From Mild to Wild at Toyota's Kenshiki Forum 2020

By Rob Clymo on at

With everyone going mad for anything electric at the moment let’s spare a thought for hydrogen-powered vehicles. And, more importantly, the manufacturers who are brave enough to invest in the big H. After all, it's not easy to fill up with hydrogen, with a far-from-liberal smattering of just 17 pumps here in the UK alone.

No wonder Toyota spent time underlining the increased-by-30-percent range of its new Mirai saloon at an event last week to reassure anyone with nagging doubts about buying such a car. There’s a lot to like about the Mirai, which appears to be much improved over its earlier incarnation that first appeared back in 2014. Toyota has actually sold 10,000 or so of the original model, which is impressive given the scarcity of refuelling points. A range increase from just over 300 miles to 400 certainly helps.

So, fair play to the Japanese car-making giant for pressing on with a second generation Mirai. The zero emission fuel cell electric vehicle, or FCEV, has managed to have its range improved by the introduction of three newly designed tanks, one long and two short, that allows for an extra kilo of hydrogen to be stored in the car. What you get from the exterior perspective, meanwhile, is a saloon that’s long, low and pretty good on the eyes, especially with its sizeable 20-inch wheels.

Inside the sumptuous interior there’s a cool dashboard layout that features a 12.3-inch central display and, usefully, the new edition turns what was a four-seat saloon into one that offers plenty of space for five passengers. Toyota has a new modular TNGA platform that allows for greater flexibility during the design and construction processes. So then, buying one is going to be easy. Filling it up with hydrogen, less so.

Designing hydrogen fuel cell cars is complex, expensive and time-consuming. Concepts are too, but moving from the rather mild-mannered calm of the Toyota Mirai on to another thing entirely meant that it was time for a rendezvous with the Lexus LF-30. Created as a vision of what we might be driving ten years from now, this wild all-electric car-cum-rocket ship ticks all the boxes when it comes to nutty concepts.

Lexus is the premium arm of Toyota and so, as you’d expect, the LF-30 has futuristic looks, some bonkers features, lots of very technical ambitions and luxury aplenty. But, according to Ian Cartabiano, who heads up the design team who produced it, the Lexus LF-30 isn’t so ridiculous it might not one day happen. In fact, we even got to see it drive on stage, and then off again, so it does at least move.

If the LF-30 did happen then what would you get for your money if you were able to buy one in the year 2030? Cartabiano took us for a tour around the futuristic car and there was much to take in over the 20-minutes or so. From the exterior perspective, alongside the stunning lines of the bodywork, it’s the wheels that grab you the most. Produced in collaboration with Goodyear the tyres actually merge with the wheels allowing for air to be sucked in, presumably for cooling the in-wheel transformers.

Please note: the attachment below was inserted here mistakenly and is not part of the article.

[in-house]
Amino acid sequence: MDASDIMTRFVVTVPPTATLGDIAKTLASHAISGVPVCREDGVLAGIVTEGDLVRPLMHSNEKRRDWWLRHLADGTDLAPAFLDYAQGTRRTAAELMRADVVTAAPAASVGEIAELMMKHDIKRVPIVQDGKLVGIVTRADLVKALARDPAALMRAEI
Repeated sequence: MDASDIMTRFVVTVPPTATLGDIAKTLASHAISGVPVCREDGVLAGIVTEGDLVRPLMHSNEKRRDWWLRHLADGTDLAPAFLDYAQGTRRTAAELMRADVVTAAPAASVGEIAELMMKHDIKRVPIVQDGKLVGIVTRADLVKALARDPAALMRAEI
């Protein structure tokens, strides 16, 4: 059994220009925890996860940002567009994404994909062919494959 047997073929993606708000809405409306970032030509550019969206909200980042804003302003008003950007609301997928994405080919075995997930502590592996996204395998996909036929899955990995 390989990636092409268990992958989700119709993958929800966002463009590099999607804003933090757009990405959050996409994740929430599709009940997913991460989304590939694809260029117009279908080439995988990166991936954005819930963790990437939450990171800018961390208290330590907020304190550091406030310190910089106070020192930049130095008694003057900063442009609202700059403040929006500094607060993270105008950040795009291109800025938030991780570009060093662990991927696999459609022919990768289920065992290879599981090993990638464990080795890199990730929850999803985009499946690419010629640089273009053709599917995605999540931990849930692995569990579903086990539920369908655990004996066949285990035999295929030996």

“They’re actually functional,” says Cartabiano who explains that three words sum up this extravagant experiment: brave, artistic and futuristic. The design team were effectively given a blank sheet of paper to come up with something from scratch. Using a new combination of VR sketching, 3D polygon modelling and rapid prototyping they developed a design that delivers an extreme windscreen angle, while also offering luggage space up front.

The rear peak, meanwhile, offers passengers more room inside while the exterior angles help increase airflow. “As the car moves from front to rear it becomes more crystal-like and more edgy,” comments Cartabiano, “almost like water changing from liquid to ice.”

Airflow is a big part of the equation, with large intakes in the sides, starting from the front wings that the designer explains are his favourite features of the car. There are other neat touches too, like the platinum window trim that highlights the profile but also incorporates side mirror cameras. The colour, meanwhile, is Voltaic Skies, which says the designer will look different in every one of the many pictures being taken. “It captures the feeling of an electric charge going through the atmosphere,” explains Cartabiano.

One of the huge gull-wing-style carbon fibre doors is opened and we get our first look at the interior, which furthers the designer, delivers “a symbiotic connection between the driver passenger car and road.” Things are dominated up front by a three ring sequential holographic meter, which actually works. “When the three rings line up it creates this very strong depth of field that connects you to the road ahead.”

The fixtures and fittings, naturally, reflect the Lexus dedication to Takumi craftsmanship. “The pleating on these doors is handmade by a craftsman in France, but the materials are actually woven metal fabric from recycled metal. Which I think is cool,” enthuses the designer. Meanwhile, the platinum inlay in the floor reminds you of a circuit board. It’s all pretty wild.

There’s a party piece though as Cartabiano picks up a shiny hockey puck-sized creation that is ‘the key’. This is the soul of the car he says and will be used to hold all of the owners data, plus their driving preferences and so on. Created by a designer who normally produces jewellery and perfume bottles the key is an undeniably opulent affair.

“These black striations are actually the carbon capture from the production of the LF-30,” says the design boss looking suitably chuffed with the shiny disc in his hands. “It's an interesting and bespoke way to talk about sustainability in a high-end luxury piece.” Though presumably just as easy to lose as a normal set of keys. The Lexus LF-30 might be of the future, but some things never change.